LA JOLLA, CA — A receptor for glutamate, the most prominent neurotransmitter in the brain, plays a key role in the process of "unlearning," report researchers at the Salk Institute for Biological Studies. Their findings, published in the current issue of the Journal of Neuroscience, could eventually help scientists develop new drug therapies to treat a variety of disorders, including phobias and anxiety disorders, particularly post-traumatic stress disorder.
Researchers from the Department of Energy's Pacific Northwest National Laboratory will be presenting at this year's American Chemical Society 2009 Spring Meeting in Salt Lake City, Utah. The following talk will occur on Tuesday afternoon.
Scientists like to pay it forward. According to a new study by Université de Montréal professors Christian Dagenais and Michel Janosz, most academics are quite open to knowledge transfer.
"We debunked the myth that researchers are so consumed by their work that they don't have time for knowledge transfer," says Dagenais, a professor at the Université de Montréal Department of Psychology and director of the Centre de liaison sur l'intervention et la prévention psychosociales (CLIPP).
EAST LANSING, Mich. – Using cell phones and playing video games may not be as harmful to children's academic performance as previously believed, according to new research by a team of Michigan State University scholars.
In fact, cell phones had no effect on academic performance among a group of 12-year-olds, the researchers found in a three-year study published by the Conference Proceedings of the International Association for Development of the Information Society, or IADIS, in Barcelona, Spain.
STILLWATER, OK—Ice storms and other severe weather can have devastating impacts on agricultural crops, including perennial tree crops. Major ice storms occur at least once a decade, with truly catastrophic "icing events" recorded once or twice a century within a broad belt extending from eastern Texas through New England. Ice storms can result in overwhelming losses to orchards and expensive cleanup for producers.
Family secrets such as alcoholism, abuse and unwanted pregnancies are quite common and an obstacle to healing when disease strikes, according to Marie-Dominique Beaulieu, a professor at the Université de Montréal's Department of Family Medicine.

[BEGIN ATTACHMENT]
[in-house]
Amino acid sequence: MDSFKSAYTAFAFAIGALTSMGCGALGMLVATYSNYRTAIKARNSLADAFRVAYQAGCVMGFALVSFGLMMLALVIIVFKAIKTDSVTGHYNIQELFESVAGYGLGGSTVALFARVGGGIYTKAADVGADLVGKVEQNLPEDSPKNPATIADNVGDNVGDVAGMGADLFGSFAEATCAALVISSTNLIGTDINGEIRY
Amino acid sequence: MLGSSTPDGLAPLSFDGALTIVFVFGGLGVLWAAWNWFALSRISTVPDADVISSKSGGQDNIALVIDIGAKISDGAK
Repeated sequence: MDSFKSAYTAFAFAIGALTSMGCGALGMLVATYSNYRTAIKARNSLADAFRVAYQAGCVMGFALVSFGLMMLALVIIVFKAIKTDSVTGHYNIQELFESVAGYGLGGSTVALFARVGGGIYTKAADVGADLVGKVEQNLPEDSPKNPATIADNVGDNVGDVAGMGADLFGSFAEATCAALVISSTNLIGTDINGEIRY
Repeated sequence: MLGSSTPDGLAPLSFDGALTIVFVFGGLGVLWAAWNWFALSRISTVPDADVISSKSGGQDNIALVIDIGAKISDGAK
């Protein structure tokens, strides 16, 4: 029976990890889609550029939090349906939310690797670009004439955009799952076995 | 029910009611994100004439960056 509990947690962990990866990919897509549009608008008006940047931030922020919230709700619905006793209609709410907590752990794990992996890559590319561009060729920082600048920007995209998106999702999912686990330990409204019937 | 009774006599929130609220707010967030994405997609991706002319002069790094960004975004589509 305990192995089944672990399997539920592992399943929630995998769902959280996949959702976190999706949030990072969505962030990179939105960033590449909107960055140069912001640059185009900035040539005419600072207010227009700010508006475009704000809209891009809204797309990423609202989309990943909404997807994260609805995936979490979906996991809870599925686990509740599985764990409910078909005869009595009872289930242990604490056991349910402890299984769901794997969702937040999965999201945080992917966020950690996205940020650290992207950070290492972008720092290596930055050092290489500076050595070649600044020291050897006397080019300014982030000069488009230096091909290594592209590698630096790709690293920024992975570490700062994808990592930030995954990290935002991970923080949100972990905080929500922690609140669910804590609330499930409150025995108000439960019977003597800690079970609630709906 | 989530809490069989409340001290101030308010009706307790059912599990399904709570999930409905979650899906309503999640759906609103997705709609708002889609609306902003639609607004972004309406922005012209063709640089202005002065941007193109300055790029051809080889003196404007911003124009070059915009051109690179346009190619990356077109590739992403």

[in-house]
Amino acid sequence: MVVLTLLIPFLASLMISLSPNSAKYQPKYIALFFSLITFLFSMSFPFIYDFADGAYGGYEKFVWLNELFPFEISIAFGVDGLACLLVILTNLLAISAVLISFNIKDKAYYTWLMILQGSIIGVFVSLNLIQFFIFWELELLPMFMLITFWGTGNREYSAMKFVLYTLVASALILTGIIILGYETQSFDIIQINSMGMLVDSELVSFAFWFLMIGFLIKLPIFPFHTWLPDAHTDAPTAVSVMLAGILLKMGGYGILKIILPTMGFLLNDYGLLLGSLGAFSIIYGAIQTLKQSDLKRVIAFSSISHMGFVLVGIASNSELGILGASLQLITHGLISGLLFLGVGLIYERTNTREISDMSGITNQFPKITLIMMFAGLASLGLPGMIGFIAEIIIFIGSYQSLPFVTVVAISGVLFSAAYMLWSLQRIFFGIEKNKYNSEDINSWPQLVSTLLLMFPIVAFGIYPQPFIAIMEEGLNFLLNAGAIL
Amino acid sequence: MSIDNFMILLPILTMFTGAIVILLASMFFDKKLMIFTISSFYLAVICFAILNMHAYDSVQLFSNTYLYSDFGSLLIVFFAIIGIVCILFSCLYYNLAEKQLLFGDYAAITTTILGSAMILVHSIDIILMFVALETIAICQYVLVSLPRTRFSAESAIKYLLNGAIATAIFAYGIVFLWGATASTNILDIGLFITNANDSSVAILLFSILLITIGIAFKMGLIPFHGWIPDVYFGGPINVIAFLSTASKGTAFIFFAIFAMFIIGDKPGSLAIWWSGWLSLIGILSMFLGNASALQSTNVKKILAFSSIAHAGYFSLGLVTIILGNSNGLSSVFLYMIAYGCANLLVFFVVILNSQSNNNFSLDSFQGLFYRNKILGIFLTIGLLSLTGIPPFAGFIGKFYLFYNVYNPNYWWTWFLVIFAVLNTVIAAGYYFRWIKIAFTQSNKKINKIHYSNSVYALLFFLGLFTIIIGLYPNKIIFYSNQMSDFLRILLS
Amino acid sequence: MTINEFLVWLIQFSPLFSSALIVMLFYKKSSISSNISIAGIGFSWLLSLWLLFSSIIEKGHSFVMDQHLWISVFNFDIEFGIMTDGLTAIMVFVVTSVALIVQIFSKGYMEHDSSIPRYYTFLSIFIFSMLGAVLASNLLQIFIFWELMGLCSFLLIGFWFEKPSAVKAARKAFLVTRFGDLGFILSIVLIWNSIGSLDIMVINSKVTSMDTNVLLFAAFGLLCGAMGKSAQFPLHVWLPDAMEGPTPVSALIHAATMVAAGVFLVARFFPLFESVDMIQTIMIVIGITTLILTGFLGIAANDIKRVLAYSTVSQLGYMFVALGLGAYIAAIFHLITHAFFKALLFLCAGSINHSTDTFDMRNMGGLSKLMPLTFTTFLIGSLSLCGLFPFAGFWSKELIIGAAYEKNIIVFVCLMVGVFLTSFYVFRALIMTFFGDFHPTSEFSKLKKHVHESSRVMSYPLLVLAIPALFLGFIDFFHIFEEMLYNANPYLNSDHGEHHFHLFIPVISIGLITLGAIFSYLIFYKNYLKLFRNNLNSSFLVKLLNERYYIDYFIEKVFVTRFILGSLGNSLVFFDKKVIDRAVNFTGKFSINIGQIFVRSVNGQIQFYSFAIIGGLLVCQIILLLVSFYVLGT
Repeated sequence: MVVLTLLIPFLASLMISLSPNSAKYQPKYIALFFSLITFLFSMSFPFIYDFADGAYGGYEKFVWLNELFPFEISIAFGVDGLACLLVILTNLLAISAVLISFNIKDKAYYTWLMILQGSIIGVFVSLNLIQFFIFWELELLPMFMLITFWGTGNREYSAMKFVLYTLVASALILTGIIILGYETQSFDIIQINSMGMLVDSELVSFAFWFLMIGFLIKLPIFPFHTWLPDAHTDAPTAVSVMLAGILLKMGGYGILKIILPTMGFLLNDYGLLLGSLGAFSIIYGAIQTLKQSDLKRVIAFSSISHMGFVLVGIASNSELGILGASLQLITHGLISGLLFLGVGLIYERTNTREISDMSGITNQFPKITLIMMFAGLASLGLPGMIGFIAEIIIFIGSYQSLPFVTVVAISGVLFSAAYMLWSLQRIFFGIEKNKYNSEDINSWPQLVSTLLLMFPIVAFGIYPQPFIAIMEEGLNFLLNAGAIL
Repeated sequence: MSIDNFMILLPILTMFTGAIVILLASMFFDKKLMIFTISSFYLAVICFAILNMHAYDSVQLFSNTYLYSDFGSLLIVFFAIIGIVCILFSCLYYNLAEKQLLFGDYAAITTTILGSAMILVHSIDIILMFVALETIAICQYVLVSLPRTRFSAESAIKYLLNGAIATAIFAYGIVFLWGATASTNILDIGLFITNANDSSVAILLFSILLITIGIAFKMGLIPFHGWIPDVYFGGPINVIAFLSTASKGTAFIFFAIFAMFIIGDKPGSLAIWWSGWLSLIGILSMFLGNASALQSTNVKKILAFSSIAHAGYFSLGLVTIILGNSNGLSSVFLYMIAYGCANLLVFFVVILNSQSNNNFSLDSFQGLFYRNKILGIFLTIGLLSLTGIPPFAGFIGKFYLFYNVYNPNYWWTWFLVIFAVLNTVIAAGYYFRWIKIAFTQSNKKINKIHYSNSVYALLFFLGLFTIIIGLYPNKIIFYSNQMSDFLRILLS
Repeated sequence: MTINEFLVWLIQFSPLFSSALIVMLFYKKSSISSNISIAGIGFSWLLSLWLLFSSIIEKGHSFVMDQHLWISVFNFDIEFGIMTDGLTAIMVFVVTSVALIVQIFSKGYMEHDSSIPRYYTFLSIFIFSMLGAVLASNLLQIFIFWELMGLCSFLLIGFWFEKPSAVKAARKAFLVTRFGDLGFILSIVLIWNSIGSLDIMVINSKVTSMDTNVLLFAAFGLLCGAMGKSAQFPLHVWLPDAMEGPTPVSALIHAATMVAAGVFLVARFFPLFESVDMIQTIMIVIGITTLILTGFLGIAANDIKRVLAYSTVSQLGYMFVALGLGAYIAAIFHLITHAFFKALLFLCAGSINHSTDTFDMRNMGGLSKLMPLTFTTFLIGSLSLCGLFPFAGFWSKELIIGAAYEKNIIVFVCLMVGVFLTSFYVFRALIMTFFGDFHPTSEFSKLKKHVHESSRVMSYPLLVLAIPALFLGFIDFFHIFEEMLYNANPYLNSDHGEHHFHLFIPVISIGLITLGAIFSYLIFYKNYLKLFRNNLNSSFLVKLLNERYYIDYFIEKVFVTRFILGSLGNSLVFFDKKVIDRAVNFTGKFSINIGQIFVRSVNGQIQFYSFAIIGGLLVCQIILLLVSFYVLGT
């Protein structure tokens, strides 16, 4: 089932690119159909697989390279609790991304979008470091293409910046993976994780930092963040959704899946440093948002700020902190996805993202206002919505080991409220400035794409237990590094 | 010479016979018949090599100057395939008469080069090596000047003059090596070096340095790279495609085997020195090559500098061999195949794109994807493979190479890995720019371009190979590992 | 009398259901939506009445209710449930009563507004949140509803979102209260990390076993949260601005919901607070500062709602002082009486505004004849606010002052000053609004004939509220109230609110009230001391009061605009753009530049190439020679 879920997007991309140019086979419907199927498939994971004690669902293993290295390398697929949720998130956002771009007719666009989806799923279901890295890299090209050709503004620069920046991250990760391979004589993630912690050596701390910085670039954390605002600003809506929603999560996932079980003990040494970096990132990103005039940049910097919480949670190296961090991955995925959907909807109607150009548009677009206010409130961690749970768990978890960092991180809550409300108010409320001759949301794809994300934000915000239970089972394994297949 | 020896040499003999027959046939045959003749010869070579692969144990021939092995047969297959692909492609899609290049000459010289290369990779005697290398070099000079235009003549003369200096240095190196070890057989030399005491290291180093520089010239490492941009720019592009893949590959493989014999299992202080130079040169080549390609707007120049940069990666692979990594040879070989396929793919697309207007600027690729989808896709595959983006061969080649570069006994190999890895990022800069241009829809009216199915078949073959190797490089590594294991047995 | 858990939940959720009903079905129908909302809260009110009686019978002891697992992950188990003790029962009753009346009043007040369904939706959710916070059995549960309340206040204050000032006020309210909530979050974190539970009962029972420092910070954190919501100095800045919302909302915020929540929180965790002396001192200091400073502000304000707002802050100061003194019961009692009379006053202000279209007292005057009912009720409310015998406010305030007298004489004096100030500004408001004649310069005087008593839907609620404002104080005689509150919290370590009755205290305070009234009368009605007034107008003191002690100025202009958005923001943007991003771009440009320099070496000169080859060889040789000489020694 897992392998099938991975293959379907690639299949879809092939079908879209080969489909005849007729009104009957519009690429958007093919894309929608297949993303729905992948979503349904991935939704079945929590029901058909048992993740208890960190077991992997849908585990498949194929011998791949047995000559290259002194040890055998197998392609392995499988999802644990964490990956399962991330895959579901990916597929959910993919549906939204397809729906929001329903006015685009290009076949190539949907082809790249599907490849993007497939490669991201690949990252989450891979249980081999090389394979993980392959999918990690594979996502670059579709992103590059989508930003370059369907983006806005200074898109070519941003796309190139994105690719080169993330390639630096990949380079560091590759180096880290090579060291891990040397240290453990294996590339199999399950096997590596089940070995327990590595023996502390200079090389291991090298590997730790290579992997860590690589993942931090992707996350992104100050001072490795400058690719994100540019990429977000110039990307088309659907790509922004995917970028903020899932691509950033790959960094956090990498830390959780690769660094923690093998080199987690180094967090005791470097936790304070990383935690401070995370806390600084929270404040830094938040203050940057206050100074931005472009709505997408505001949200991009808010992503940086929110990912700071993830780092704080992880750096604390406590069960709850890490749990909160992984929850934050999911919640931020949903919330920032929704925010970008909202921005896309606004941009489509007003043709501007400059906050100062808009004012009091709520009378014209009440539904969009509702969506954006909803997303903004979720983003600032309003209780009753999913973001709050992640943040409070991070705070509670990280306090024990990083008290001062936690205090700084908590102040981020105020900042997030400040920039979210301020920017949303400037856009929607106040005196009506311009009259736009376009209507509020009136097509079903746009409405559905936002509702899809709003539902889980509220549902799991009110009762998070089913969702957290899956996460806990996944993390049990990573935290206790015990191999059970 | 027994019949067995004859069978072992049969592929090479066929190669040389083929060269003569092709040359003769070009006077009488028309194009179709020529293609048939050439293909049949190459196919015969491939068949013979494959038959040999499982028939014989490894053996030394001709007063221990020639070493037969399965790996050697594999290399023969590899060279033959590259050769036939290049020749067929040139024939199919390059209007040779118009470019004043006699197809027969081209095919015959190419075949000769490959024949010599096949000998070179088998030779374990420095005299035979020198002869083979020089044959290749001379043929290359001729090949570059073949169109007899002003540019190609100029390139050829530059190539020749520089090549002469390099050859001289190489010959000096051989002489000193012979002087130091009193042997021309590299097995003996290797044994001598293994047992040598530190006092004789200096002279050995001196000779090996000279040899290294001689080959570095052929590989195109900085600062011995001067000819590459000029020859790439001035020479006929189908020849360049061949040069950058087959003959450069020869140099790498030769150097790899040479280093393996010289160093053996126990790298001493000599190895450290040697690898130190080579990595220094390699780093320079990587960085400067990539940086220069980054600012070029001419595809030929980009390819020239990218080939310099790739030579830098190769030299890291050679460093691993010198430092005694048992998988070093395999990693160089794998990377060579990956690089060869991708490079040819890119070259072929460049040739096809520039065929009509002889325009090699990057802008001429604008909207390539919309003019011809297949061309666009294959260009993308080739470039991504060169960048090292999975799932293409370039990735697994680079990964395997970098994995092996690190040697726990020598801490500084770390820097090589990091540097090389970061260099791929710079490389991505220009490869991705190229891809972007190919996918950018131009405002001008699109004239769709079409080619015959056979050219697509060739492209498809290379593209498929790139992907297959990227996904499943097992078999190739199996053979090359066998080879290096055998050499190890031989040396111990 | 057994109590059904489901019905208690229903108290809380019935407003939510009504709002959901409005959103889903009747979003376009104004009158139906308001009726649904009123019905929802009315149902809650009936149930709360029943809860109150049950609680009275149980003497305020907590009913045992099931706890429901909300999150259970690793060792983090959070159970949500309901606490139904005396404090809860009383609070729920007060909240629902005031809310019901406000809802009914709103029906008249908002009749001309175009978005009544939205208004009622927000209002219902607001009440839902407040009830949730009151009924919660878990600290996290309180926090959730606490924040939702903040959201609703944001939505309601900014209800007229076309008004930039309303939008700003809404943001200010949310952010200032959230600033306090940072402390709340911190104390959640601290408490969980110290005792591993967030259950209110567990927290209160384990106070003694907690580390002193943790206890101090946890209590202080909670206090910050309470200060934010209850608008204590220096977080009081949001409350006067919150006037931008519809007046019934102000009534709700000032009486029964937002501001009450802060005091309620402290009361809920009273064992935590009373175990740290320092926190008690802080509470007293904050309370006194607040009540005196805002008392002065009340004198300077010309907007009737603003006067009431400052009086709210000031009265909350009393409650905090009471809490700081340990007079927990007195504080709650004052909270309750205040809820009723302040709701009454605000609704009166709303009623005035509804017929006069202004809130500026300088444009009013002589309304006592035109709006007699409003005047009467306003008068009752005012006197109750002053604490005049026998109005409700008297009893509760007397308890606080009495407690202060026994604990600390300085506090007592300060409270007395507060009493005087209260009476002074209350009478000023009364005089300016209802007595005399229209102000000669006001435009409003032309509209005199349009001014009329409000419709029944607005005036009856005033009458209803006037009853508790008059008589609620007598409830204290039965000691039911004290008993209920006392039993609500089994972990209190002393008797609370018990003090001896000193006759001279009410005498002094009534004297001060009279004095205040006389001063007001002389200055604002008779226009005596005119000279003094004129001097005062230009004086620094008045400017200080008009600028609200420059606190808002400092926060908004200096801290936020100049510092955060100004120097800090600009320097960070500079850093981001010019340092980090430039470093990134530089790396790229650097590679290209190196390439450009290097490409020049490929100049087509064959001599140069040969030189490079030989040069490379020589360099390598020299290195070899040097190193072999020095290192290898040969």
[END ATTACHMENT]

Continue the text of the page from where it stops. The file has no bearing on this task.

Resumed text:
"I see it in my practice," says Beaulieu, who also holds the Dr. Sadok Besrour Family Medicine Research Chair. "Family secrets lead to feelings of guilt, anger and helplessness. These feelings have a considerable impact on health, specifically on the capacity to adapt and find a balance in times of disease."
Leading members of the Texas scientific community, in collaboration with the American Association for the Advancement of Science (AAAS), have urged the Texas State Board of Education to reject amendments to the state's draft science standards that would undermine sound science teaching.
The board is to take a final vote on the standards on Friday, 27 March.
Oil palm cultivation is a significant driver of tropical forest destruction across Southeast Asia. It could easily become a threat to the Amazon rainforest because of a proposed change in Brazil's legislation, new infrastructure and the influence of foreign agro-industrial firms in the region, according to William F. Laurance, senior scientist at the Smithsonian Tropical Research Institute in Panama.
Two new greenhouse gases are accumulating in the atmosphere, according to an international research team led by scientists from the Scripps Institution of Oceanography in the US and CSIRO scientist, Dr Paul Fraser, from the Centre for Australian Weather and Climate Research.
Nitrogen trifluoride (NF3) and sulfuryl fluoride (SO2F2) are powerful greenhouse gases that have recently been discovered to be growing quickly in the global background atmosphere.
Johns Hopkins researchers have discovered a new energy-making biochemical twist in determining the lifespan of yeast cells, one so valuable to longevity that it is likely to also functions in humans.
Their findings, published in the March 20 issue of Cell, reveal that making glucose is highly influenced by a large enzyme complex already known to fix damaged DNA, and which apparently affects yeast life span through a common chemical process—acetylation.
A revolutionary approach to the design of consumer products - from automobiles to plasma TVs - could cut manufacturers' warranty costs significantly. Writing in a forthcoming issue of the International Journal of Six Sigma and Competitive Advantage, US researchers explain how manufacturers should simply design for reliability.
The normal structure of metals is crystalline. Glass, on the other hand, is amorphous. But it's possible to make amorphous forms of metal, metallic glasses, which can be remarkably strong, having many properties equal to or better than their crystalline metal cousins. The catch is that bulk metallic glasses are highly susceptible to fatigue, a severe problem for their use as structural materials.
Until now, Triceratops was thought to be unusual among its ceratopsid relatives. While many ceratopsids—a common group of herbivorous dinosaurs that lived toward the end of the Cretaceous—have been found in enormous bonebed deposits of multiple individuals, all known Triceratops (over 50 in total) fossils have been solitary individuals.
New guidelines proposed by a group of international experts will help better study the prevalence and geography of counterfeit and other poor quality medicines that threaten public health across the world. The guidelines—called MEDQUARG, which stands for Medicine Quality Assessment Reporting Guidelines—are published in this week's open access journal PLoS Medicine.